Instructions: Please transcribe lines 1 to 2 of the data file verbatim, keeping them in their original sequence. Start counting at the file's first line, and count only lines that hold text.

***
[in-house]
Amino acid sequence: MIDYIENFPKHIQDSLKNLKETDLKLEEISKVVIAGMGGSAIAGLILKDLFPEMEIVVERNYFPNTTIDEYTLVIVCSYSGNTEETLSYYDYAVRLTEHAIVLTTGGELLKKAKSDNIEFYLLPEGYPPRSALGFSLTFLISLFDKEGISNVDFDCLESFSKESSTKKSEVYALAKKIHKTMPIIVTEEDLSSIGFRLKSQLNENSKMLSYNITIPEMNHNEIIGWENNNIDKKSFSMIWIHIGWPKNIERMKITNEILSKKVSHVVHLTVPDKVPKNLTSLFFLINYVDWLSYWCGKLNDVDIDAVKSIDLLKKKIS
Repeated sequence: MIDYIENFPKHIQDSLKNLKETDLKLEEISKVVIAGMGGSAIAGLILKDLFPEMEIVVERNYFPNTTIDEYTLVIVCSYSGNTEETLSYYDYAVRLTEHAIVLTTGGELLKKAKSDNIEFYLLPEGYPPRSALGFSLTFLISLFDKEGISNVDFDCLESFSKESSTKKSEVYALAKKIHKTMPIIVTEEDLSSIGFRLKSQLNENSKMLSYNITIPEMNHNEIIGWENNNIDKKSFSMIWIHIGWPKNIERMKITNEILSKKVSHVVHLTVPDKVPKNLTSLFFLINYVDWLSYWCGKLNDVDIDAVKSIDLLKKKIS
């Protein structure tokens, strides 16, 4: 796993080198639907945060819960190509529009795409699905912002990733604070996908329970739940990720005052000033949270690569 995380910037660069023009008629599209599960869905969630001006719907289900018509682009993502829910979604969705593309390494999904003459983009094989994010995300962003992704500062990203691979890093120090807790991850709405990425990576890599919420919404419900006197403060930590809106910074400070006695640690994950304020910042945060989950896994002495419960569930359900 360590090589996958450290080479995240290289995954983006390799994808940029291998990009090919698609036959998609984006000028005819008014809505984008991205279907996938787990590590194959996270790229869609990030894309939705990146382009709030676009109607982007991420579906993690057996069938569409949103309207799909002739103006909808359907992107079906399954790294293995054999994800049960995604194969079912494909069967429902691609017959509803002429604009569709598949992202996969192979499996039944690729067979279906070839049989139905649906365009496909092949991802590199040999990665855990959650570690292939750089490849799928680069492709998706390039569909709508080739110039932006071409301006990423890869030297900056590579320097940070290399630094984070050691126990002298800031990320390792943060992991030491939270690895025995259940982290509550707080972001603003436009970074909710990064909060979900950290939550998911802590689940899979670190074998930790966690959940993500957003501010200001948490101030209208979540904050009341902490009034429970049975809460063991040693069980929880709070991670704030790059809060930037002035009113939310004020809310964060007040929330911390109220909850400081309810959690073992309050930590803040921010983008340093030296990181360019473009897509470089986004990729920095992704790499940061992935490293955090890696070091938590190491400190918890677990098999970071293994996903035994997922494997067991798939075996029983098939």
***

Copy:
[in-house]
Amino acid sequence: MIDYIENFPKHIQDSLKNLKETDLKLEEISKVVIAGMGGSAIAGLILKDLFPEMEIVVERNYFPNTTIDEYTLVIVCSYSGNTEETLSYYDYAVRLTEHAIVLTTGGELLKKAKSDNIEFYLLPEGYPPRSALGFSLTFLISLFDKEGISNVDFDCLESFSKESSTKKSEVYALAKKIHKTMPIIVTEEDLSSIGFRLKSQLNENSKMLSYNITIPEMNHNEIIGWENNNIDKKSFSMIWIHIGWPKNIERMKITNEILSKKVSHVVHLTVPDKVPKNLTSLFFLINYVDWLSYWCGKLNDVDIDAVKSIDLLKKKIS